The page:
I was sitting in court one morning waiting for my case to be called. Before the judge called my matter, she heard the case of a man who was accused of not paying his child support for a significant period of time. His defense seemed plausible enough: He had, in fact, paid his support. The judge asked for proof of his payments. He stated that he was able to prove some of his payments, but not others. The reason: He had a garage fire and most of his cancelled checks were destroyed in the fire. The judge credited him for each payment which he could prove that he made; but each payment for which he could not provide proof, the judge ordered him to pay it (he would say, pay it again), plus interest at the rate of ten percent (10%) per year.

Support obligations never disappear. They do not go away. They are not usually forgotten. And the state legislature has made it very difficult for the person that owes child support to become free of that obligation without paying it and providing proof of the payment. Other civil judgments fall off the books if they are not renewed between 7 and 10 years after the judgments are entered. Civil judgments are also subject to other equitable doctrines which could prevent their enforcement if too much time has passed since they were entered. But these defenses to the enforcement of support judgments are not available to those who have been ordered to pay child support.

Once, a gentleman in his 70’s came to me for my help. He had paid his support years ago. In fact, he made his last payment 40 years earlier. However, his ex-wife, now advanced in age and with a very poor recollection, claimed that he had not made a single payment on his child support–not a single one. His payments of $50 per child per month (2 children), together with interest, had accrued to over $50,000. His ex-wife’s attorney recorded a lien against his home. When he came to me for help, the first thing I asked for was proof of his payments. Naturally, after 40 years, he did not have any proof of payment. Fortunately for him, he had made payments through the Court Trustee’s office. I called DCSS and demanded their records. Somehow someone found the records which had been in storage for over 40 years and almost all of his payments were confirmed. That client was a little bit lucky.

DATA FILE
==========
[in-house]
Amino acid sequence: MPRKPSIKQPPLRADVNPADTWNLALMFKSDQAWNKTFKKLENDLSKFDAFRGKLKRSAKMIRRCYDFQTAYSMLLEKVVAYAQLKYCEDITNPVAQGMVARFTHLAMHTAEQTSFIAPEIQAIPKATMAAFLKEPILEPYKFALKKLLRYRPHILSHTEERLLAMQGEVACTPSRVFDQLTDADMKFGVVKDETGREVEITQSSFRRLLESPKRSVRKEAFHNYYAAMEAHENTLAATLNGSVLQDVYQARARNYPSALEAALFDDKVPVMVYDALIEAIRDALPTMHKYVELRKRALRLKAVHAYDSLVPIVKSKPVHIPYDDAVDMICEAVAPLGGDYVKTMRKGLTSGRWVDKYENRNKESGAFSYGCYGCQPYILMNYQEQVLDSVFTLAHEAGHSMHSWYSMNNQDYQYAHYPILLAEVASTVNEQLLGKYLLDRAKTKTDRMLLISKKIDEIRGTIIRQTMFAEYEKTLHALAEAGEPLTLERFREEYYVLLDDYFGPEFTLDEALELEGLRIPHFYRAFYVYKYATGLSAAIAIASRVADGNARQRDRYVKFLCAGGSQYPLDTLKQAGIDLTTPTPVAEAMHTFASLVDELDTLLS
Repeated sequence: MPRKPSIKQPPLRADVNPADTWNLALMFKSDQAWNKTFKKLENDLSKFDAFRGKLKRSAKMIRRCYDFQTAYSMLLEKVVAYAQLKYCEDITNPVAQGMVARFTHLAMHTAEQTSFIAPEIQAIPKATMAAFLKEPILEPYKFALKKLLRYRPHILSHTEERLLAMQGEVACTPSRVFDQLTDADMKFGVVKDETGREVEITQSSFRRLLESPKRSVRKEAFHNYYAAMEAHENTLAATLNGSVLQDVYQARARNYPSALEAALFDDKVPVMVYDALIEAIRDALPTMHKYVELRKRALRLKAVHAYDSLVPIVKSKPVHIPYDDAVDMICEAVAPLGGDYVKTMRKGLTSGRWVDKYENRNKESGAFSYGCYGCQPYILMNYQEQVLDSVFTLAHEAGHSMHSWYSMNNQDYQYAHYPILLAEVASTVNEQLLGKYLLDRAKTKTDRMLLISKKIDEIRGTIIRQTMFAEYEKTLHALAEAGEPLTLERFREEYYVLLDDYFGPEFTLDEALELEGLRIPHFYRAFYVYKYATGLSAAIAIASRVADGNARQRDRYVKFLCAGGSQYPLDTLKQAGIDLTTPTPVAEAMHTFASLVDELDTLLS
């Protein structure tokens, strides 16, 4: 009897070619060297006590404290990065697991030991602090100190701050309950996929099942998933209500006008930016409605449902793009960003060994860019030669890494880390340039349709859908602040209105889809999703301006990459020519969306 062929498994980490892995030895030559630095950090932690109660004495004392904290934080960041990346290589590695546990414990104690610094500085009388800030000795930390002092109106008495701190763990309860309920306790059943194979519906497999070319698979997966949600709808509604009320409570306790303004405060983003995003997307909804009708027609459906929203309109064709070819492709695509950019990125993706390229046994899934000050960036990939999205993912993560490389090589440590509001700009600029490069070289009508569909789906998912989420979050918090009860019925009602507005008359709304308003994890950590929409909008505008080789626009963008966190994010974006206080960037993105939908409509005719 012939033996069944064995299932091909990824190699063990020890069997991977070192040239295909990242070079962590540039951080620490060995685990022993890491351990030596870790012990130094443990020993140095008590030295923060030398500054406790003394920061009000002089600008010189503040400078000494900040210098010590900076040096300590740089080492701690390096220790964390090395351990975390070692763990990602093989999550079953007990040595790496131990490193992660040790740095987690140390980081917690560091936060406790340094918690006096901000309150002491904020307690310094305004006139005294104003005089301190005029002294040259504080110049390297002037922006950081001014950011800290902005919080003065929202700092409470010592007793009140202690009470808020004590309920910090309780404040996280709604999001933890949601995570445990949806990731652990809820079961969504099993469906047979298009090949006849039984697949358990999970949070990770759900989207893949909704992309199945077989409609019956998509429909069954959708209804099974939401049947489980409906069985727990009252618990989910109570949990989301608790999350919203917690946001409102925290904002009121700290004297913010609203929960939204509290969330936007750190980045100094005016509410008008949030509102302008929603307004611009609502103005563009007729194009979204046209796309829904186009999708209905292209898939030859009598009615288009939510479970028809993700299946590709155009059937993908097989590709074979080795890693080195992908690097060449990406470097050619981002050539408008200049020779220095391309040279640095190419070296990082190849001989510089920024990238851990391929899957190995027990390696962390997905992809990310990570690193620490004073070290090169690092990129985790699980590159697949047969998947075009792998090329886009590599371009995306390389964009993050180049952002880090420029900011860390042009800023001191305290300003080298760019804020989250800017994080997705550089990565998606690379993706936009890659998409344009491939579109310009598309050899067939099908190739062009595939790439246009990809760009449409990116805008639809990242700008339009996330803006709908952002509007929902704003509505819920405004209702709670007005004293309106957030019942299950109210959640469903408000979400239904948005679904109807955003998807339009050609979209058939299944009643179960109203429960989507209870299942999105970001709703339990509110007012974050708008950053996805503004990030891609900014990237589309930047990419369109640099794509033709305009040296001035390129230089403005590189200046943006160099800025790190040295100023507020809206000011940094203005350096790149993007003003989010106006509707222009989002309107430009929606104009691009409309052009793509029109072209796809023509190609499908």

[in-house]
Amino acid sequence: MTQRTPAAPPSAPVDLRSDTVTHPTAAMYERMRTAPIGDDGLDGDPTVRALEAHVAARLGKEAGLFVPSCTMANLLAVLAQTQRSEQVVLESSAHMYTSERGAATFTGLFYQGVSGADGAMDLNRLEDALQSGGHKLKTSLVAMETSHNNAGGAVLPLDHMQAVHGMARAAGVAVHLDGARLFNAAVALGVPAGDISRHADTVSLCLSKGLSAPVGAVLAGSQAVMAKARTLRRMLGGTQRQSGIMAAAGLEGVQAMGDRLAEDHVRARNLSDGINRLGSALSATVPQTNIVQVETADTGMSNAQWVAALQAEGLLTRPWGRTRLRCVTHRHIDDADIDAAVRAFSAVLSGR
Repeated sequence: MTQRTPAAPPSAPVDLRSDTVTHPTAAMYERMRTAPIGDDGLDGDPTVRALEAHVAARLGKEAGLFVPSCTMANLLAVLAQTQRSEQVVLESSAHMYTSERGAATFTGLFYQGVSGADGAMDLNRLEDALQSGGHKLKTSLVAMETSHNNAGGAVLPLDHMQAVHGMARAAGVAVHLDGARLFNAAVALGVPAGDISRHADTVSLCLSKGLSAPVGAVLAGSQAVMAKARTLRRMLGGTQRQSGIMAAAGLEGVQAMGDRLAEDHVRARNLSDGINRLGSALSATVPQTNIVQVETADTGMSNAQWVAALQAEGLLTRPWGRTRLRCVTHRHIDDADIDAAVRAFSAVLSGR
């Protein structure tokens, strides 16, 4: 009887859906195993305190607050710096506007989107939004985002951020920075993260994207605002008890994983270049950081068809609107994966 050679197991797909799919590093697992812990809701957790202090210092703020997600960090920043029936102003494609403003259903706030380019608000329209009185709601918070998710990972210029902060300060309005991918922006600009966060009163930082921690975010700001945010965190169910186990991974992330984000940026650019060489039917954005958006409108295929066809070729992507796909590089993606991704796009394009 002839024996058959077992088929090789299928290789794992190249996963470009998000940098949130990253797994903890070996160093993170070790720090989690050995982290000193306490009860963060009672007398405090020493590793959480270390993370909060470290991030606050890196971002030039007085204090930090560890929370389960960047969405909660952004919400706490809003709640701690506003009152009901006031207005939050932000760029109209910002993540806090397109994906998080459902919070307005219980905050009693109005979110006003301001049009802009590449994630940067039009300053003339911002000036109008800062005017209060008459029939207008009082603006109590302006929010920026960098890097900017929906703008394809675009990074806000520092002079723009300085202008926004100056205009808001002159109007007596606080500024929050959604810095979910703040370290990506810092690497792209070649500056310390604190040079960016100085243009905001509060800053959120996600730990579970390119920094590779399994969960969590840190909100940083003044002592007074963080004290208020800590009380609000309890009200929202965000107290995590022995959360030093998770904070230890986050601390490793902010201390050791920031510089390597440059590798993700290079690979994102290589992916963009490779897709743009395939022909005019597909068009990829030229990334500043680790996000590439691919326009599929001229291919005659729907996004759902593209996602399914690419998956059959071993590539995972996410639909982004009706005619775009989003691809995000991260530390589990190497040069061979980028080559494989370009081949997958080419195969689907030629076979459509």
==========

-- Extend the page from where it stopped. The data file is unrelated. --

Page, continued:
So, what should someone do who is ordered to pay child support? First, make sure that you make your payment. Second, keep proof of that payment. And third, do something that very few family law attorneys will ever advise you to do–periodically demand that the person to whom you have paid support file with the court (and record with the county recorder) a document entitled “Satisfaction of Judgment.” This document costs little to prepare and relatively little to file and record. But once it is recorded, it becomes a permanent record, a record which is the only way to prove that you have made all of your support payments (even if someone demands payment 50 years later).

In addition, one could request that an installment judgment such as child support, be satisfied as of a certain date. That is, one may ask the other party that all payments have been made as ordered to and including a certain date, even if other payments may come due at a later date. But whatever else one does, that person should ensure that proof of the child support payment is retained until the satisfaction of judgment is filed and recorded.

© H. F. Layton 2010

This information is not provided as legal advice. This information is not a substitute for obtaining legal advice regarding your particular situation.

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